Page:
February 12, 2016

President designates 1.8 million acres of desert as national monuments

By Matthew Cabe
Desert Dispatch

Local reactions were mixed — if not negative — Friday in the wake of President Obama’s early-morning granting of national monument status to nearly 1.8 million acres of Southern California desert, including 1.6 million acres in the Mojave Desert.

Obama signed proclamations establishing the Mojave Trails, Castle Mountains — both in the Mojave Desert — and Sand to Snow in the Sonoran Desert as national monuments. The designations will nearly double the amount of public land that Obama has designated as national monument status since taking office, according to the White House.

Obama utilized the federal Antiquities Act — adopted in 1906 — which grants the president the authority to protect landmarks, structures, and objects of historic or scientific interest by designating them as National Monuments, according to the Associated Press.

Amid the action, numerous conservation, Christian and veteran groups’ positive responses were in line with the Joshua-Tree-based Mojave Desert Land Trust, and Executive Director Danielle Segura called the support truly inspiring.

“Our community has a deep appreciation and connection to our public lands that knows no boundaries,” Segura said in a statement. “We value that our nation’s newest national monuments preserve uninterrupted landscapes, ecosystems and opportunities for future enjoyment, discovery and adaptation to a changing biosphere.”

Accolades for Obama were in short supply elsewhere, however, as Rep. Paul Cook — who introduced his “California Minerals, Off-Road Recreation, and Conservation Act” last October — said Obama’s “unilateral designation” ignored the legislative process.

“I’m not opposed to national monuments,” Cook, R-Apple Valley, said in a statement. “I’m opposed to the president creating national monuments through unilateral executive action … I’ve never found people in Washington to know better than residents of San Bernardino County when it comes to local land issues. This time, special interest groups hijacked these monument designations and ignored the wishes of those who live closest and use the land most often.”

Cook’s comments were mirrored by 33rd District Assemblyman Jay Obernolte, who emphasized the importance of the legislative process Friday.

“This process exists to allow all of the affected stakeholders to have their voices heard and considered before impactful actions like the creation of these monuments become law,” Obernolte told the Daily Press. “Unfortunately they were not given that opportunity.”

Cook introduced his bill as an alternative to Sen. Dianne Feinstein’s desert protections bill, and despite several similarities, Cook’s bill would have designated Mojave Trails as a special management area rather than a national monument.

That lower-rung designation was crucial to Cook because, unlike a national monument, special management areas allow for new mining operations.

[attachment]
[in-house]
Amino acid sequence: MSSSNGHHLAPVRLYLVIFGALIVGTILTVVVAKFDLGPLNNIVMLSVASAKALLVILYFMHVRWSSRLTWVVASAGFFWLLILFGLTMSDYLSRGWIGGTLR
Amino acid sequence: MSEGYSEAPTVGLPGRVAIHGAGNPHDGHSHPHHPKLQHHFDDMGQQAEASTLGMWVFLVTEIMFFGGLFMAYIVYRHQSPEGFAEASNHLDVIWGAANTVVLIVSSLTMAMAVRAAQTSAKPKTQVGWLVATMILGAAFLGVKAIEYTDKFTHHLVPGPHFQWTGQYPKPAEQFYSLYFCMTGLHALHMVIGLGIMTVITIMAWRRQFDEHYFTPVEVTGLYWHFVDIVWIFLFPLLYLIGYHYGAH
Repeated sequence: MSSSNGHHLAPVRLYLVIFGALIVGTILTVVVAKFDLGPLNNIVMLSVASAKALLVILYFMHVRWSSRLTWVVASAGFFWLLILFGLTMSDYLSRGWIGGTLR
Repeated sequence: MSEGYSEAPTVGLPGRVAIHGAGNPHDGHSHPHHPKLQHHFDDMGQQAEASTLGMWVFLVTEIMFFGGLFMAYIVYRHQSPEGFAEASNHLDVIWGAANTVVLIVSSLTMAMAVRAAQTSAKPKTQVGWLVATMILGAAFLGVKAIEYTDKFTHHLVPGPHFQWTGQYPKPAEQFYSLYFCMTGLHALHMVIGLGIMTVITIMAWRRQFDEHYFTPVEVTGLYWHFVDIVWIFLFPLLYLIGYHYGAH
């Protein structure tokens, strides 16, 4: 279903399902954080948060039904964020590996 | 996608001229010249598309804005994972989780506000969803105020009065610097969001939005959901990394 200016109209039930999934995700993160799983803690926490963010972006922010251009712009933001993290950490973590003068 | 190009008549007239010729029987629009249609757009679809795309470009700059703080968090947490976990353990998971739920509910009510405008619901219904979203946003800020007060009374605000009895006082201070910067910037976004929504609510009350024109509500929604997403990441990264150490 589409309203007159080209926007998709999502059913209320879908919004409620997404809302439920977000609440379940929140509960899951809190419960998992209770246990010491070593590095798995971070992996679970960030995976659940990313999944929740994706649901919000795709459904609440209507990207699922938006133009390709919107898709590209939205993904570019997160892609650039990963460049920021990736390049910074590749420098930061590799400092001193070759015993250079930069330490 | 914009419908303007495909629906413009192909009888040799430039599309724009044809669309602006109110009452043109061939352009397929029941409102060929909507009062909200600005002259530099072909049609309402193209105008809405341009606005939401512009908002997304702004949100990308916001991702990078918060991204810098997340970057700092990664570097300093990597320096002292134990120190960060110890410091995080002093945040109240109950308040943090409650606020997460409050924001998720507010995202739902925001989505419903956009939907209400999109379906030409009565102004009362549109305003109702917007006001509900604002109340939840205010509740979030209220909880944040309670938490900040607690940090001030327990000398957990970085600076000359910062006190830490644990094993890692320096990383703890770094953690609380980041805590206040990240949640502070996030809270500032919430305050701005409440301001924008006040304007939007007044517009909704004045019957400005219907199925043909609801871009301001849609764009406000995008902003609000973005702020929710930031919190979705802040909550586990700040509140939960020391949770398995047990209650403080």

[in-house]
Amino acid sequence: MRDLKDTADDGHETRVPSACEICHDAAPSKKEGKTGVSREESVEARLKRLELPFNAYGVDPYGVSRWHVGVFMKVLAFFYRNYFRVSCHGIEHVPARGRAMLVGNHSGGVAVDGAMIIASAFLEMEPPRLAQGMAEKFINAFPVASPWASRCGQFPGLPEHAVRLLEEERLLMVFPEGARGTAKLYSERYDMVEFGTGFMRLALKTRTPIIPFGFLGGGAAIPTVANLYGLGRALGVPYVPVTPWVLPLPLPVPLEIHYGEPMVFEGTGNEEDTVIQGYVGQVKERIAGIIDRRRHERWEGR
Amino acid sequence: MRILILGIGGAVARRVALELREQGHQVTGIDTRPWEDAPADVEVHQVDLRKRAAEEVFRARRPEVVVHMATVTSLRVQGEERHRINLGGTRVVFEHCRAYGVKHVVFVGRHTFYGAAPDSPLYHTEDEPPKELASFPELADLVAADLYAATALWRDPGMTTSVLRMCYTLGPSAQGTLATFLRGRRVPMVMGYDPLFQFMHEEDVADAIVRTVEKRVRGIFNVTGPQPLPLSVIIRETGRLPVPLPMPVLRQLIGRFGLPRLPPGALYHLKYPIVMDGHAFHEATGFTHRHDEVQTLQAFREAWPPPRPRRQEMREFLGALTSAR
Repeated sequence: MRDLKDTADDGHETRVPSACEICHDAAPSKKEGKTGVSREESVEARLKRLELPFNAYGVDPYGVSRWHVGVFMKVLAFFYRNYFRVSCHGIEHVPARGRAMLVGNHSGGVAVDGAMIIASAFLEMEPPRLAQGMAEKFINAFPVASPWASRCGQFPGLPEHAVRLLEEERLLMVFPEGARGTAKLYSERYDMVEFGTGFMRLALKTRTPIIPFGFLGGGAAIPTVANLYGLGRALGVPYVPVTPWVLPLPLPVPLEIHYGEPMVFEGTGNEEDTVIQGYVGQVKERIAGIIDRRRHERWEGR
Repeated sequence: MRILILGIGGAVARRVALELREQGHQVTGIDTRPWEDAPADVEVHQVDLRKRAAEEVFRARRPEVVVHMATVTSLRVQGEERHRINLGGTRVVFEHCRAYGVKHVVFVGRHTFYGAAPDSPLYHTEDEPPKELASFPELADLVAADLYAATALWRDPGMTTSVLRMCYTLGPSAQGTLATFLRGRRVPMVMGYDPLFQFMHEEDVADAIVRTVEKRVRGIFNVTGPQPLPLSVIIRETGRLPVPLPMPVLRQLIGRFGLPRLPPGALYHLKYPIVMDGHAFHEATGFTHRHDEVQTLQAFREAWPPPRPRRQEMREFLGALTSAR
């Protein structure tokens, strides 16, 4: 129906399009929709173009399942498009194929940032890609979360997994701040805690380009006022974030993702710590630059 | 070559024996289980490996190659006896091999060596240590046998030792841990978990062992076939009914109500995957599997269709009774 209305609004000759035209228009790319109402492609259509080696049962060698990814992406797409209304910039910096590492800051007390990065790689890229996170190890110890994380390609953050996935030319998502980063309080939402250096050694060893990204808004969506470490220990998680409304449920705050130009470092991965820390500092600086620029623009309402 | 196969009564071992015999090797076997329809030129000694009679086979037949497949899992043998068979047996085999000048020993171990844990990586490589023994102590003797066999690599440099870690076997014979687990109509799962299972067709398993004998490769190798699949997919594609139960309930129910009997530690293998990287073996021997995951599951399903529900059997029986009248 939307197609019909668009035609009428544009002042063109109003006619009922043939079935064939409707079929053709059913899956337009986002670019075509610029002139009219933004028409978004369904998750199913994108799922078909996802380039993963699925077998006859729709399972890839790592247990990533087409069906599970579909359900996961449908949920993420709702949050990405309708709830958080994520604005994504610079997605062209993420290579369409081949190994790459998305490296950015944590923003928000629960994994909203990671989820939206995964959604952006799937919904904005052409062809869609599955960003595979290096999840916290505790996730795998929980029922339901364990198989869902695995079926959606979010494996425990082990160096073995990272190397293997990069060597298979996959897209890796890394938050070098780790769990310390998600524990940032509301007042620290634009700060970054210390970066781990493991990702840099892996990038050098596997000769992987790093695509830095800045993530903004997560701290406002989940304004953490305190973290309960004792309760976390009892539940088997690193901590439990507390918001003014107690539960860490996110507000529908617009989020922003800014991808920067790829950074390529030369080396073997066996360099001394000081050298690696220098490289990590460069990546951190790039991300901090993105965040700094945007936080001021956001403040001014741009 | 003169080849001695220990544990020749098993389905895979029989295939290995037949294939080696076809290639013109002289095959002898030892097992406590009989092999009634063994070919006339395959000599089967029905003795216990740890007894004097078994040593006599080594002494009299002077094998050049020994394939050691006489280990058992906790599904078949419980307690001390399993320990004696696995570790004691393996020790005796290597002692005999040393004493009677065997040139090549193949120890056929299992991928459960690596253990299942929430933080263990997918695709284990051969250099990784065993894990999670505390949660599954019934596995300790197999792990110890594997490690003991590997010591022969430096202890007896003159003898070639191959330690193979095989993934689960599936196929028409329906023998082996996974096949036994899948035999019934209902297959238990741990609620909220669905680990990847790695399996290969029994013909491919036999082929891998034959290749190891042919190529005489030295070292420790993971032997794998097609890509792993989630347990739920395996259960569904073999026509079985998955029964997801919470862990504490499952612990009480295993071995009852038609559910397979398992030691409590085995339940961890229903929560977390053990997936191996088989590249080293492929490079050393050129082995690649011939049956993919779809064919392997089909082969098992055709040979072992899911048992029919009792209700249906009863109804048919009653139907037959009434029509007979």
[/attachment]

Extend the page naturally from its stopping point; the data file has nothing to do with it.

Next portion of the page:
Field representatives for Feinstein, D-CA, however, maintained at various council and legislative review meetings throughout the High Desert that national monument designations bolster tourism in areas with proximity to the monuments.

Addressing a crowd at Wildlands Conservancy's Whitewater Preserve last October, Feinstein said she would continue to push her California Desert Conservation and Recreation Act of 2015, according to a previous Daily Press report.

But amid that push for her bill, Feinstein also expressed a hope to have her proposed national monuments within the bill established by Obama through executive action.

That Feinstein’s hope became a reality Friday didn’t sit well with Hesperia Mayor Bill Holland.

“Once again the president has overstepped his authority and done something as a political favor,” Holland told the Daily Press. “It is ridiculous. It is despicable. Now all the work done by Cook — and Feinstein — is null and void. Now everybody loses because (Feinstein) didn’t get her way and took this route.”

By contrast, the White House focused its aim on preservation as local officials took issue with the bypassing of political processes.

"In addition to permanently protecting incredible natural resources, wildlife habitat and unique historic and cultural sites, and providing recreational opportunities for a burgeoning region, the monuments will support climate resiliency in the region," the White House said in a statement.

The designations also will connect those regions to other protected government land, including Joshua Tree National Park, the Mojave National Preserve and 15 other federal wilderness areas, according to the Associated Press.

The Mojave Trails National Monument, at 1.6 million acres, is by far the largest of the three designated by Obama Friday. It contains ancient lava flows, sand dunes, ancient Native American trading routes and World War II-era training camps.

The monument also contains the largest remaining undeveloped stretch of Route 66, which led many local Mother Road advocates to champion Feinstein’s bill prior to Obama’s designation.